Oregon State Government Already Led By Women Adds One More Woman

Bev Clarno, a former legislator from Redmond and a Republican, is to serve as secretary of state, following the death of Dennis Richardson last month.

Oregon's state government was already dominated by women. But now there's one more, leaving just one man in statewide executive office.

Gov. Kate Brown, a Democrat, announced this afternoon that she was appointing Bev Clarno, a former speaker of the Oregon House Representatives, to be secretary of state, following the death last month of Dennis Richardson, the state's lone Republican in statewide office. Clarno, also a Republican, represented Redmond in the state House.

Clarno's appointment leaves the state treasurer, Tobias Read, as the lone man among the statewide executive office holders. Three Democratic women already held office: Gov Brown. Attorney General Ellen Rosenblum and Labor and Industries Commissioner Val Hoyle.

“Bev’s career is marked by her trailblazing spirit, focus on fiscal responsibility, and a commitment to Oregonians,” said Brown in a statement. “Bev’s experience as a legislator and as a manager of a large government organization is key to the success of the programs and employees the Secretary of State oversees. I’m confident that Bev will continue the legacy of accountability and integrity that Secretary Richardson left on the office of Secretary of State.”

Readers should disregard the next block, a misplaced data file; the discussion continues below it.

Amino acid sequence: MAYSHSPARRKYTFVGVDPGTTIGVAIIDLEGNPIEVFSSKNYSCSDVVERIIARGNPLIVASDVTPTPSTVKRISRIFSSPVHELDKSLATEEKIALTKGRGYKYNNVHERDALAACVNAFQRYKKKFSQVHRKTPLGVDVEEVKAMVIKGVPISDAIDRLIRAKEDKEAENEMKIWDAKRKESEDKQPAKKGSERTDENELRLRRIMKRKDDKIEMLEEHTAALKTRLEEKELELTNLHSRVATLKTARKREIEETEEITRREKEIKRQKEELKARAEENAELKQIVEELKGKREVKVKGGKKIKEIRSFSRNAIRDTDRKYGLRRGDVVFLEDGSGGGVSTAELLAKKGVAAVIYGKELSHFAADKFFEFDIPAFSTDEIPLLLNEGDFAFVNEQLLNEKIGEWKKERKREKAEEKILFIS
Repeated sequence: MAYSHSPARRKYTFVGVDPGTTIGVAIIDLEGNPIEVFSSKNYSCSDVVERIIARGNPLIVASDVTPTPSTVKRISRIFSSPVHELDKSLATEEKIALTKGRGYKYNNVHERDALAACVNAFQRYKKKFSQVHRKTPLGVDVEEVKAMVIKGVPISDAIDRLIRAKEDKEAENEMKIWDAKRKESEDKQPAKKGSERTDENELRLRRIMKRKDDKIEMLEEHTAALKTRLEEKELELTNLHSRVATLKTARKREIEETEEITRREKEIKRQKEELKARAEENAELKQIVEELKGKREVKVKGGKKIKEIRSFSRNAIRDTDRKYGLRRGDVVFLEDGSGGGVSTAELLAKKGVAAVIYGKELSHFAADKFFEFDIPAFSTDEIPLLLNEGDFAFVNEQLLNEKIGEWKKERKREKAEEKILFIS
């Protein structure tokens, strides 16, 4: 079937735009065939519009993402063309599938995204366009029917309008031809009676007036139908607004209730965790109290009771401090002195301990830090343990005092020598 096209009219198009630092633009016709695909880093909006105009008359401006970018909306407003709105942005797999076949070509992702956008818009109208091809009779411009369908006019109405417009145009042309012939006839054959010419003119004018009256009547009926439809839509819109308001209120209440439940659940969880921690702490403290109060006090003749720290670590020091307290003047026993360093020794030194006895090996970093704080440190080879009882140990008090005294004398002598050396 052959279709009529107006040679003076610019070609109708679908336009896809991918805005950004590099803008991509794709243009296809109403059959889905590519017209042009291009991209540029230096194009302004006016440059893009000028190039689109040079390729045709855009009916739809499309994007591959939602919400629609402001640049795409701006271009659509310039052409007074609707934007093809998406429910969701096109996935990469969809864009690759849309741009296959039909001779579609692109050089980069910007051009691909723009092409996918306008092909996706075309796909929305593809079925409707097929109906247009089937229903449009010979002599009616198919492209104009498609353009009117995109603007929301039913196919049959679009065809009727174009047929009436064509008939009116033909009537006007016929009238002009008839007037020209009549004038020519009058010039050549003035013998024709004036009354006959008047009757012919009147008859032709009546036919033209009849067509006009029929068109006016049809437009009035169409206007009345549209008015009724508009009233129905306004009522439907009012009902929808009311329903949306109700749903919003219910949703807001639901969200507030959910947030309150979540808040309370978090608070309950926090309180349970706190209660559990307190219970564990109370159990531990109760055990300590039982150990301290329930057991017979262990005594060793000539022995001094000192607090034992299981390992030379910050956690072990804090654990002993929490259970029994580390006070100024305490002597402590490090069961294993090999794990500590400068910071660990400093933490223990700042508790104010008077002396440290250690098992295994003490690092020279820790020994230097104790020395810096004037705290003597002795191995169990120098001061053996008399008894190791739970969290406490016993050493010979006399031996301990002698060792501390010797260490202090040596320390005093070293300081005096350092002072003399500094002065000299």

The choice of Clarno, 83, won praise from Republicans, including U.S. Rep. Greg Walden (R-Hood River) and from former state Rep. Knute Beuhler (R-Bend), who ran against Brown in the November gubernatorial race.

Brown had vowed to appoint a Republican who would not seek reelection, just as she did after her ascension to the governorship in 2015 left an opening for a Democrat in the secretary of state's office. (At that time, Brown appointed Jeanne Atkins, who did not seek reelection.)

"I know there is not a Republican way or a Democrat way to oversee elections—there is only a fair and honest way," said Clarno in a statement. "There is not a Republican way or a Democrat way to audit state agencies, there is only a fair, thorough, and honest way. I will administer the key functions of this office in a way that will earn the trust and faith of all Oregonians."

She will take the oath of office on Monday, April 1.

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